J. D. Salinger is known for being the recluse author of Catcher in the Rye. Before his death, there was another version of the infamous classic, along with three short stories, which he demanded that they should not be published right away. There are reports that fans can now buy the unpublished Salinger books on eBay in PDF format.
However, there is no confirmation that these books, together known as Three Stories, are really Salinger’s works. Before this announcement, the work has only been available at Princeton University’s and University of Texas’ research libraries for academic purposes only. There were stict conditions attached to those copies, set by the author himself. 25 copies were made in 1999, though, despite the author’s demands against it.
One of those copies sold on eBay in September by Brentford seller seymourstainglass. The copy old for just £67.50. Scans have since be made and turned into a PDF copy of the book, now making the rounds on the internet. Photos of this listing showed that the copy was number six from the 25 made in 1999.
According to posts on the social networking site, Reddit, the books were originally available through invitation only. They have since been found on websites, including eBay and MediaFire.
The three short stories are called Paula, Birthday Boy, and The Ocean Full of Bowling Balls. The latter is only available at Princeton University, while the other two are available at the University of Texas. At Princeton University, only scholars are able to read the copy of the short story, and must be supervised the whole time.
Part of the Salinger unpublished books available on eBay and other sites for fans include an original and previously unpublished version of Catcher in the Rye. The current version of Catcher is one of the most popular classics around the world and has been translated into all major languages. Over 65 million copies of the novel have been sold, so far. It was his most popular book and was surprised at the sudden fame that it gained.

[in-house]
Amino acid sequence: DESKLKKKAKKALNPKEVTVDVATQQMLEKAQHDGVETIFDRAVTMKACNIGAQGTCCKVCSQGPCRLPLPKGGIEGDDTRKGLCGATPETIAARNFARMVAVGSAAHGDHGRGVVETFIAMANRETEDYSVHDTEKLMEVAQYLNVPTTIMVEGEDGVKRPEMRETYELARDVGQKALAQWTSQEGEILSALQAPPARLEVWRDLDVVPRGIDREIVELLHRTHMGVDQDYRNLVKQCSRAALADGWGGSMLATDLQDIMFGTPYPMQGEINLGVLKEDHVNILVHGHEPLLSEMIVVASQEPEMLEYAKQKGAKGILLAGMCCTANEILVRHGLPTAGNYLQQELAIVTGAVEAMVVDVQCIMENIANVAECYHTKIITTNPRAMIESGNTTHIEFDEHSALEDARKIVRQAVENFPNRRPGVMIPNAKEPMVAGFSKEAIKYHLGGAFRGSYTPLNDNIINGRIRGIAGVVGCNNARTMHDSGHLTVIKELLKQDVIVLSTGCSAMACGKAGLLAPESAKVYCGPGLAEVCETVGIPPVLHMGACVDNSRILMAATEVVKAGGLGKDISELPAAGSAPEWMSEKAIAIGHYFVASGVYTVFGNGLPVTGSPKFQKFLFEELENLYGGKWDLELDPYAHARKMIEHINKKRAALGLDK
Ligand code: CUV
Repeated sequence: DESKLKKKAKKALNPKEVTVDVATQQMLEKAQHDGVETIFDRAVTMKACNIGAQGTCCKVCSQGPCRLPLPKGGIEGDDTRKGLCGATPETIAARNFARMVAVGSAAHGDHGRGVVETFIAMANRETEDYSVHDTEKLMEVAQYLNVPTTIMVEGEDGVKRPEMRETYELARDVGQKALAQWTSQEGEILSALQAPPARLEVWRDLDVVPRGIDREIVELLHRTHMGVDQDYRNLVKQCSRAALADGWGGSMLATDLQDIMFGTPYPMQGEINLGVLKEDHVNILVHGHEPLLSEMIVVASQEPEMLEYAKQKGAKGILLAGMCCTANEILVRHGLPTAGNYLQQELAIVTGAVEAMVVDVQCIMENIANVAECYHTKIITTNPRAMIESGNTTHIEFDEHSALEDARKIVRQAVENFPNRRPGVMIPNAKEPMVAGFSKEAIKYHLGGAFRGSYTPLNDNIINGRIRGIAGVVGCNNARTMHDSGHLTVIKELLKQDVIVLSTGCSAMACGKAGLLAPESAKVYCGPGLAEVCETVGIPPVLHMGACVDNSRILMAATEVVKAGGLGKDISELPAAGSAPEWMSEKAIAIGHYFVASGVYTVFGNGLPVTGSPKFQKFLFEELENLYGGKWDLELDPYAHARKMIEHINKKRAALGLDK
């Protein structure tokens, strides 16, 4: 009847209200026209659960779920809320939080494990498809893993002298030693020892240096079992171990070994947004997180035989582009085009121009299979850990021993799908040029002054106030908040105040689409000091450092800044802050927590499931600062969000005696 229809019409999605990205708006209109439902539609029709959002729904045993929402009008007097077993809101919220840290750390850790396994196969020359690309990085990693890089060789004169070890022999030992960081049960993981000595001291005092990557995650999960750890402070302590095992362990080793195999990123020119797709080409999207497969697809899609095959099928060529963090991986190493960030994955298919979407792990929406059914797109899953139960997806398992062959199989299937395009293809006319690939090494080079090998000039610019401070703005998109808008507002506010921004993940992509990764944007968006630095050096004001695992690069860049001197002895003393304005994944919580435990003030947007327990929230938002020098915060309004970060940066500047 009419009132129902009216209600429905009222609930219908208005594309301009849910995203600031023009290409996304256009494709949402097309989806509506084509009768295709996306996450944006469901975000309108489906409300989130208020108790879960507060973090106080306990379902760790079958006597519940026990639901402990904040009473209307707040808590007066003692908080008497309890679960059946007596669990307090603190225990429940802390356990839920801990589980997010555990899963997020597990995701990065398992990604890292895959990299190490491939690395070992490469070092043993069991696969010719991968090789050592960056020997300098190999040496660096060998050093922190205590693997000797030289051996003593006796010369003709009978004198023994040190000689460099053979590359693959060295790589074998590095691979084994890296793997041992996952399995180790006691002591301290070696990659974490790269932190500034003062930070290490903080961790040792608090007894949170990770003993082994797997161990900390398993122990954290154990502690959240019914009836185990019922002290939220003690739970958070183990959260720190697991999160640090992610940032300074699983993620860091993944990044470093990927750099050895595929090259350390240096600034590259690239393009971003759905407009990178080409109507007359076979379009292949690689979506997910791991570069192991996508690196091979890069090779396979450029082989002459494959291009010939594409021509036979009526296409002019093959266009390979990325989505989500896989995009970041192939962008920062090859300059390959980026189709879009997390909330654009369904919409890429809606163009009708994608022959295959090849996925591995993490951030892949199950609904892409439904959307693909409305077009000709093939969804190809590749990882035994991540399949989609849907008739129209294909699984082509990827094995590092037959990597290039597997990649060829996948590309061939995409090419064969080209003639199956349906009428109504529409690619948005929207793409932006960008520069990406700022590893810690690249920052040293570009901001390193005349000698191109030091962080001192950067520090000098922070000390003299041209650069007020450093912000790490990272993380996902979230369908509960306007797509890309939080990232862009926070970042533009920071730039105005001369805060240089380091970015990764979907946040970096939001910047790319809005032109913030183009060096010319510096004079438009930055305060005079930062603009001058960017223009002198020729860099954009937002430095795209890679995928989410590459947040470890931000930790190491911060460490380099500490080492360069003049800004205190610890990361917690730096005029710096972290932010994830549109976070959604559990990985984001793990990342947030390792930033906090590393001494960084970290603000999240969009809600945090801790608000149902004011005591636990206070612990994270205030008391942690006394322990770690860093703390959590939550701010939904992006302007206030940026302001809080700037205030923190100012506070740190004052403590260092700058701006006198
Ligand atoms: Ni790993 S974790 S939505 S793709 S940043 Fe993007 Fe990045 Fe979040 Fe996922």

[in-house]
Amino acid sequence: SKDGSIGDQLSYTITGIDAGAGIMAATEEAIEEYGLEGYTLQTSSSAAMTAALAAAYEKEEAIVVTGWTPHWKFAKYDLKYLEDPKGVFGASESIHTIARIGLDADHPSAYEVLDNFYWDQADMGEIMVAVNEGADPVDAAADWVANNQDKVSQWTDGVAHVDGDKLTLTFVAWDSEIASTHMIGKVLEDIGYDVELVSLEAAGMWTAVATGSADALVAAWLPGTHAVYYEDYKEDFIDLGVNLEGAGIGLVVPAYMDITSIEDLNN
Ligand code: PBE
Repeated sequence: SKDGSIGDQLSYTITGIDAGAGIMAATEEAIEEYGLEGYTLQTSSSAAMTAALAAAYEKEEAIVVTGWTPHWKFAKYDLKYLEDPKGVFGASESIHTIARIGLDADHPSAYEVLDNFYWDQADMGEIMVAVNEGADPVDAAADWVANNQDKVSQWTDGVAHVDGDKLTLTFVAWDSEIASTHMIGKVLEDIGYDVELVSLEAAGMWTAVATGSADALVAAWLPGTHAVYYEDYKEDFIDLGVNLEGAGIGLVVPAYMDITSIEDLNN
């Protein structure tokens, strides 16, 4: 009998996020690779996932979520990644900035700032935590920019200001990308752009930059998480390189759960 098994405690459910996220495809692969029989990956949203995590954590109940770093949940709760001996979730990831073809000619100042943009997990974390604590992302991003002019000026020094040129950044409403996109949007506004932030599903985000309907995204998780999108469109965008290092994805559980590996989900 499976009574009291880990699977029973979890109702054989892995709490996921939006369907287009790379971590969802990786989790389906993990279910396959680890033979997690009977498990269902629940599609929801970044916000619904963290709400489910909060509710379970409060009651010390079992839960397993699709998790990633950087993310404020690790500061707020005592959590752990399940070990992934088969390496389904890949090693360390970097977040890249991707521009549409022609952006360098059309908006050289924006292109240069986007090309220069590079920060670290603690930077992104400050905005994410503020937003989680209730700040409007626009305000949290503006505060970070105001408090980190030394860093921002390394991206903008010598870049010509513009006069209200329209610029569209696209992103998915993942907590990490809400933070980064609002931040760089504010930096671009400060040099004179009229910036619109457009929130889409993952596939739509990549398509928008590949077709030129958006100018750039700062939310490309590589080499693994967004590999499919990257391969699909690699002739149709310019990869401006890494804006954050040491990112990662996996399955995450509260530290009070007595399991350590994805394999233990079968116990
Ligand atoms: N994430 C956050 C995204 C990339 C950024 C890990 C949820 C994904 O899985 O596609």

Salinger’s life has been surrounded in conspiracies theories. After the sudden fame of Catcher, he became highly concerned about his privacy and went on his journey to become a recluse. He spent from 1965 until his death in 2010 suing and attempting to sue companies for breaching his privacy. One of the trips to court surrounded a fictitious interview written by a major magazine in 1982.
The year before his death, he sued a publication in the United States, who was going to publish Fredrik Colting’s novel, portraying Holden Caulfield, the protagonist in Catcher, as an old man.
Salinger guarded his writing until his death, only allowing a small number of his works to be printed. He made it clear that he did not want many of his books to be published until 50 years after his death; on January 27, 2060. The online copies of unpublished Salinger works available on eBay and other sites for fans have taken just three years to be made available.
By Alexandria Ingham